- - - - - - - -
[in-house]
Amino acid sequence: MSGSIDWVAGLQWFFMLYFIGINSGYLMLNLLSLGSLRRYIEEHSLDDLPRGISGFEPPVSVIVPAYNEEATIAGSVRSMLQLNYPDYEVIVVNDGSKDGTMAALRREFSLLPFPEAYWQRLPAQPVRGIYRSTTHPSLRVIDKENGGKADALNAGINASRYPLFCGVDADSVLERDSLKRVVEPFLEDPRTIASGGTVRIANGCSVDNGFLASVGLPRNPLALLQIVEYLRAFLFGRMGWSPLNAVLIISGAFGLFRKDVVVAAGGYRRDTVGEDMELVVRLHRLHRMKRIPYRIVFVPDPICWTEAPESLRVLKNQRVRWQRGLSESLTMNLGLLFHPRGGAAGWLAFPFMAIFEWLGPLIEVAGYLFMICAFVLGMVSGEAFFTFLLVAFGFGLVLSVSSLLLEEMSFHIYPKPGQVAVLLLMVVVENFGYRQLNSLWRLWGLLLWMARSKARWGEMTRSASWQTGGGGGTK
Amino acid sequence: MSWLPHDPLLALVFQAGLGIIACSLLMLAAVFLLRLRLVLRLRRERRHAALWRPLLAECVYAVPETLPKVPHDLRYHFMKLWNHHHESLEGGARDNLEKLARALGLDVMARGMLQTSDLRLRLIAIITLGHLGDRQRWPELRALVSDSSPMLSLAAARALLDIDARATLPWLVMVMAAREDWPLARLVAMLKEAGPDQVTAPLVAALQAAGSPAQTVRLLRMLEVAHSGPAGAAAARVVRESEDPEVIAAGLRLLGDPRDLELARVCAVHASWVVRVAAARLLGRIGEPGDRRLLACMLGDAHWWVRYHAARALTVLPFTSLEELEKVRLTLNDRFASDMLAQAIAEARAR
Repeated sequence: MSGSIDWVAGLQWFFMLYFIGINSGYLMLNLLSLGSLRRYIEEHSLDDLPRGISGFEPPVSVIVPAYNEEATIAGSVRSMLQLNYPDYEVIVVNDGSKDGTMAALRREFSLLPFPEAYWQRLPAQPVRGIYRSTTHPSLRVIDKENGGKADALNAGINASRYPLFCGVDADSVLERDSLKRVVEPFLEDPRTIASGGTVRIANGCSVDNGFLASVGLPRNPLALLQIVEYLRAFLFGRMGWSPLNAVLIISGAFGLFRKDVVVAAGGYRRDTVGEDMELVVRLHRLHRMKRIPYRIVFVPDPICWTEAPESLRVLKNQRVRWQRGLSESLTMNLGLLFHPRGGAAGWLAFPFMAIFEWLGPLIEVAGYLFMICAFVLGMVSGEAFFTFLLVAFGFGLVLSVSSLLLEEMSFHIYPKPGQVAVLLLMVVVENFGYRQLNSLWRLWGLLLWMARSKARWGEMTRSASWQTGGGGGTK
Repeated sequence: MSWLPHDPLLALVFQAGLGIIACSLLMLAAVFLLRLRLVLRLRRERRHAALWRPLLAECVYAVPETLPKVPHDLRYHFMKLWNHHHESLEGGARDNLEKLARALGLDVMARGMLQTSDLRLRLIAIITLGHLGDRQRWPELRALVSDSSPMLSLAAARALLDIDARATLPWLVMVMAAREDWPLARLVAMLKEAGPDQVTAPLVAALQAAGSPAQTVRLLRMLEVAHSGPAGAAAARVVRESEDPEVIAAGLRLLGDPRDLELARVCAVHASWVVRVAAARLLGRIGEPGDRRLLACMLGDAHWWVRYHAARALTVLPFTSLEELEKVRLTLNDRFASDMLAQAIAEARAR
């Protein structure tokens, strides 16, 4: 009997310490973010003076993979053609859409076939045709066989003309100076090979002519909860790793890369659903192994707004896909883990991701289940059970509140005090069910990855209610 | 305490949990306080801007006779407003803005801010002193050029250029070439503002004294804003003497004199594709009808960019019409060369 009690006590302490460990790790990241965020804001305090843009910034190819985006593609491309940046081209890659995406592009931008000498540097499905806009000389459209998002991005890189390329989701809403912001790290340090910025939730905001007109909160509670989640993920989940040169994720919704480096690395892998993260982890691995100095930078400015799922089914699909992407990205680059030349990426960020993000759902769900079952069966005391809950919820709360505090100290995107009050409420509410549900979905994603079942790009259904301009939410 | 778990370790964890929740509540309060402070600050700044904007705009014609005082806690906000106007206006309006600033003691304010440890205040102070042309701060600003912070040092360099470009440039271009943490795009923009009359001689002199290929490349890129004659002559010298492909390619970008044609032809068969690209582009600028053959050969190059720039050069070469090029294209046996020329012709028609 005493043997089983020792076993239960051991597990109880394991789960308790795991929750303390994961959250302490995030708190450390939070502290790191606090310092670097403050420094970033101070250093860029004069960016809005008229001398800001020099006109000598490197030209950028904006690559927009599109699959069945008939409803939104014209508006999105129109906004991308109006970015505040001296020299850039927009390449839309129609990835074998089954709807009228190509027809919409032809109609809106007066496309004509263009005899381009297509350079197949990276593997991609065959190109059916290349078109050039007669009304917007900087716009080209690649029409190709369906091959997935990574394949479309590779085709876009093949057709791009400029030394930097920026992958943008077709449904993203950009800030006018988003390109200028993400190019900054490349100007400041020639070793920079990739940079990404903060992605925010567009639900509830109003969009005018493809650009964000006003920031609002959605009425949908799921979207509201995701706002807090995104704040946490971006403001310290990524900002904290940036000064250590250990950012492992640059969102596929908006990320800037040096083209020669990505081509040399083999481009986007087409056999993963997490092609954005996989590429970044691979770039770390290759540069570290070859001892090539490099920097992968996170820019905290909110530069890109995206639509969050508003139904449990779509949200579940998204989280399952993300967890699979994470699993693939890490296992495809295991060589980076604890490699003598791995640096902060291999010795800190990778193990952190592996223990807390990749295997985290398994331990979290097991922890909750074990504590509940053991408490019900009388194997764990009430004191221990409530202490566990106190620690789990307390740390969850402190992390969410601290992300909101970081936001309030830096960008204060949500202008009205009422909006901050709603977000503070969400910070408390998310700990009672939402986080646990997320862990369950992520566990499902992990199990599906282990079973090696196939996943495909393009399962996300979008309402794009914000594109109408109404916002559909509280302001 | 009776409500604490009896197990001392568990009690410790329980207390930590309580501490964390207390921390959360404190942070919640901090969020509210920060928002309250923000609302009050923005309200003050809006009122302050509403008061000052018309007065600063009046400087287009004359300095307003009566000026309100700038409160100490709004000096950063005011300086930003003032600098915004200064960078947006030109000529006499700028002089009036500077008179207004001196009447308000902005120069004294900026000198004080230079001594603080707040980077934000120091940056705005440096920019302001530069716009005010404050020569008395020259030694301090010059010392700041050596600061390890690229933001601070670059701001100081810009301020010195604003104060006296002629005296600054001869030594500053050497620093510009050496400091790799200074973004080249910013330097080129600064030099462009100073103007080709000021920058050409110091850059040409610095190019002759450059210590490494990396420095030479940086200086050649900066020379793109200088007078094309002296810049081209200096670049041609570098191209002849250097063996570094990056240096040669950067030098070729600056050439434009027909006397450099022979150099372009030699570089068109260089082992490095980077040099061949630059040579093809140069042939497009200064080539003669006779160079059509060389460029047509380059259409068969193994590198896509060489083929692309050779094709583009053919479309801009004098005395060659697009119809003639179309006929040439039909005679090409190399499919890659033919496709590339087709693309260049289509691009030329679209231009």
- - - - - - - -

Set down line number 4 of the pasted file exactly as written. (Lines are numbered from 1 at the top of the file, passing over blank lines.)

Repeated sequence: MSGSIDWVAGLQWFFMLYFIGINSGYLMLNLLSLGSLRRYIEEHSLDDLPRGISGFEPPVSVIVPAYNEEATIAGSVRSMLQLNYPDYEVIVVNDGSKDGTMAALRREFSLLPFPEAYWQRLPAQPVRGIYRSTTHPSLRVIDKENGGKADALNAGINASRYPLFCGVDADSVLERDSLKRVVEPFLEDPRTIASGGTVRIANGCSVDNGFLASVGLPRNPLALLQIVEYLRAFLFGRMGWSPLNAVLIISGAFGLFRKDVVVAAGGYRRDTVGEDMELVVRLHRLHRMKRIPYRIVFVPDPICWTEAPESLRVLKNQRVRWQRGLSESLTMNLGLLFHPRGGAAGWLAFPFMAIFEWLGPLIEVAGYLFMICAFVLGMVSGEAFFTFLLVAFGFGLVLSVSSLLLEEMSFHIYPKPGQVAVLLLMVVVENFGYRQLNSLWRLWGLLLWMARSKARWGEMTRSASWQTGGGGGTK